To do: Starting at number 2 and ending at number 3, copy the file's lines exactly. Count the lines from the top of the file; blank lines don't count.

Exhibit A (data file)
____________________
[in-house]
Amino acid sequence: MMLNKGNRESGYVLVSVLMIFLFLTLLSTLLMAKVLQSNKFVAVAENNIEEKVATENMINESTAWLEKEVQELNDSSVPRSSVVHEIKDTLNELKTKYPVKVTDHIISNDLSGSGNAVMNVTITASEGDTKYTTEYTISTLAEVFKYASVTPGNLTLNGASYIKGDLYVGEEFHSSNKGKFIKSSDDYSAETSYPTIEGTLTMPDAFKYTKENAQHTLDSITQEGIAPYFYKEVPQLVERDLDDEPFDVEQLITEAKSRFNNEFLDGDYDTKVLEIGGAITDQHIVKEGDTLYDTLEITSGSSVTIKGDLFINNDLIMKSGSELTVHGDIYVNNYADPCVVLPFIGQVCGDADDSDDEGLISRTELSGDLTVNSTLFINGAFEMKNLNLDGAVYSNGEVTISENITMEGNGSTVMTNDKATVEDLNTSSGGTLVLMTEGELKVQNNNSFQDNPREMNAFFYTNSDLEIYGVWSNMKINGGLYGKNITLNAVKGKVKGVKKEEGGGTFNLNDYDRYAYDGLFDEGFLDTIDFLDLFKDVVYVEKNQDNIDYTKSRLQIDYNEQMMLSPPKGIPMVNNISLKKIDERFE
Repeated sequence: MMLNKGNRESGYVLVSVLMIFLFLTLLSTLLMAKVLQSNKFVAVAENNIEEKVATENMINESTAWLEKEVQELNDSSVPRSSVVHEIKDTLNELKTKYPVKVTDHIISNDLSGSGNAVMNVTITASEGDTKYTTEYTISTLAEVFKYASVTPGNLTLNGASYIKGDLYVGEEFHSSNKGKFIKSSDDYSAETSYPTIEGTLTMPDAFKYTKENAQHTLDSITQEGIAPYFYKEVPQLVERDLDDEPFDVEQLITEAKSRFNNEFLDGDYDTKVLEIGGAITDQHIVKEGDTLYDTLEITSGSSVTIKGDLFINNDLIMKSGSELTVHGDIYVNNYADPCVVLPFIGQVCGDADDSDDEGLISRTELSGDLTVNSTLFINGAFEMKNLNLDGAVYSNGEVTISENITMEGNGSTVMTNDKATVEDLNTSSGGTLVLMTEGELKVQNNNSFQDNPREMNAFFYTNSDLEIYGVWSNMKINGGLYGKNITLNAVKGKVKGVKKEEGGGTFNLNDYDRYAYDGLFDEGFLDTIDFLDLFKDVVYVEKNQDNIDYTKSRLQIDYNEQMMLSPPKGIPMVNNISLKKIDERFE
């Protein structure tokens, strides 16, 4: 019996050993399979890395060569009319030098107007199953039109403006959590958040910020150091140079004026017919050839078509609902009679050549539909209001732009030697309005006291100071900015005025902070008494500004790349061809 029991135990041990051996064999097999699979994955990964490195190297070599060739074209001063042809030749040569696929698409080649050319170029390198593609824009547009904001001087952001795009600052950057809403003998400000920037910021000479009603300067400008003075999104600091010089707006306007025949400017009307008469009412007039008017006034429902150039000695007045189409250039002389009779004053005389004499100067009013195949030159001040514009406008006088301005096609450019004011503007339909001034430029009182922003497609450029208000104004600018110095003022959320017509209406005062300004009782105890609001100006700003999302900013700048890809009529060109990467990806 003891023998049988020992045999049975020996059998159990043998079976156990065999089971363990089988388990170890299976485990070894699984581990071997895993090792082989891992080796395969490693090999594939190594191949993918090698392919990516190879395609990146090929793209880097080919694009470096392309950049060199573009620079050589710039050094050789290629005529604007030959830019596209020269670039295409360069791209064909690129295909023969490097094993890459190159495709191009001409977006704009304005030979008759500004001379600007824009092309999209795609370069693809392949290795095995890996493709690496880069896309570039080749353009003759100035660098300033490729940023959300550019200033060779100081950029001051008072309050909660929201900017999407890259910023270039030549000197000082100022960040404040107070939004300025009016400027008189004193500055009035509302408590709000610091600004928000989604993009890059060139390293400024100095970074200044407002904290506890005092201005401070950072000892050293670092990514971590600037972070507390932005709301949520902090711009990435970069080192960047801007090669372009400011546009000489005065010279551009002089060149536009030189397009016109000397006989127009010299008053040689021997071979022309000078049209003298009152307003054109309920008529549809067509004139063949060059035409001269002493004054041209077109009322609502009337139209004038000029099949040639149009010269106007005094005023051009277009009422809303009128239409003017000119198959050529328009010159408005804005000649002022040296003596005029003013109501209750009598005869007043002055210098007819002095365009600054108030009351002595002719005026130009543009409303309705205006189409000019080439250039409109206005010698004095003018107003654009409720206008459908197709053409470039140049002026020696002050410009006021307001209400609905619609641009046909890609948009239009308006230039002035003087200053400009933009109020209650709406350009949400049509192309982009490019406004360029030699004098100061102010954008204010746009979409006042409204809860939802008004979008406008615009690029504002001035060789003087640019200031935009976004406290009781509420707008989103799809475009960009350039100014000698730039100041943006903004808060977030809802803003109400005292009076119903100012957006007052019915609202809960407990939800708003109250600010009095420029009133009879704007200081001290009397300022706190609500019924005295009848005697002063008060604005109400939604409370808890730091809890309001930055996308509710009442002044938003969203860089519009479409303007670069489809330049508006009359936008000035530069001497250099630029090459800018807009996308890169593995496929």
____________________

Amino acid sequence: MMLNKGNRESGYVLVSVLMIFLFLTLLSTLLMAKVLQSNKFVAVAENNIEEKVATENMINESTAWLEKEVQELNDSSVPRSSVVHEIKDTLNELKTKYPVKVTDHIISNDLSGSGNAVMNVTITASEGDTKYTTEYTISTLAEVFKYASVTPGNLTLNGASYIKGDLYVGEEFHSSNKGKFIKSSDDYSAETSYPTIEGTLTMPDAFKYTKENAQHTLDSITQEGIAPYFYKEVPQLVERDLDDEPFDVEQLITEAKSRFNNEFLDGDYDTKVLEIGGAITDQHIVKEGDTLYDTLEITSGSSVTIKGDLFINNDLIMKSGSELTVHGDIYVNNYADPCVVLPFIGQVCGDADDSDDEGLISRTELSGDLTVNSTLFINGAFEMKNLNLDGAVYSNGEVTISENITMEGNGSTVMTNDKATVEDLNTSSGGTLVLMTEGELKVQNNNSFQDNPREMNAFFYTNSDLEIYGVWSNMKINGGLYGKNITLNAVKGKVKGVKKEEGGGTFNLNDYDRYAYDGLFDEGFLDTIDFLDLFKDVVYVEKNQDNIDYTKSRLQIDYNEQMMLSPPKGIPMVNNISLKKIDERFE
Repeated sequence: MMLNKGNRESGYVLVSVLMIFLFLTLLSTLLMAKVLQSNKFVAVAENNIEEKVATENMINESTAWLEKEVQELNDSSVPRSSVVHEIKDTLNELKTKYPVKVTDHIISNDLSGSGNAVMNVTITASEGDTKYTTEYTISTLAEVFKYASVTPGNLTLNGASYIKGDLYVGEEFHSSNKGKFIKSSDDYSAETSYPTIEGTLTMPDAFKYTKENAQHTLDSITQEGIAPYFYKEVPQLVERDLDDEPFDVEQLITEAKSRFNNEFLDGDYDTKVLEIGGAITDQHIVKEGDTLYDTLEITSGSSVTIKGDLFINNDLIMKSGSELTVHGDIYVNNYADPCVVLPFIGQVCGDADDSDDEGLISRTELSGDLTVNSTLFINGAFEMKNLNLDGAVYSNGEVTISENITMEGNGSTVMTNDKATVEDLNTSSGGTLVLMTEGELKVQNNNSFQDNPREMNAFFYTNSDLEIYGVWSNMKINGGLYGKNITLNAVKGKVKGVKKEEGGGTFNLNDYDRYAYDGLFDEGFLDTIDFLDLFKDVVYVEKNQDNIDYTKSRLQIDYNEQMMLSPPKGIPMVNNISLKKIDERFE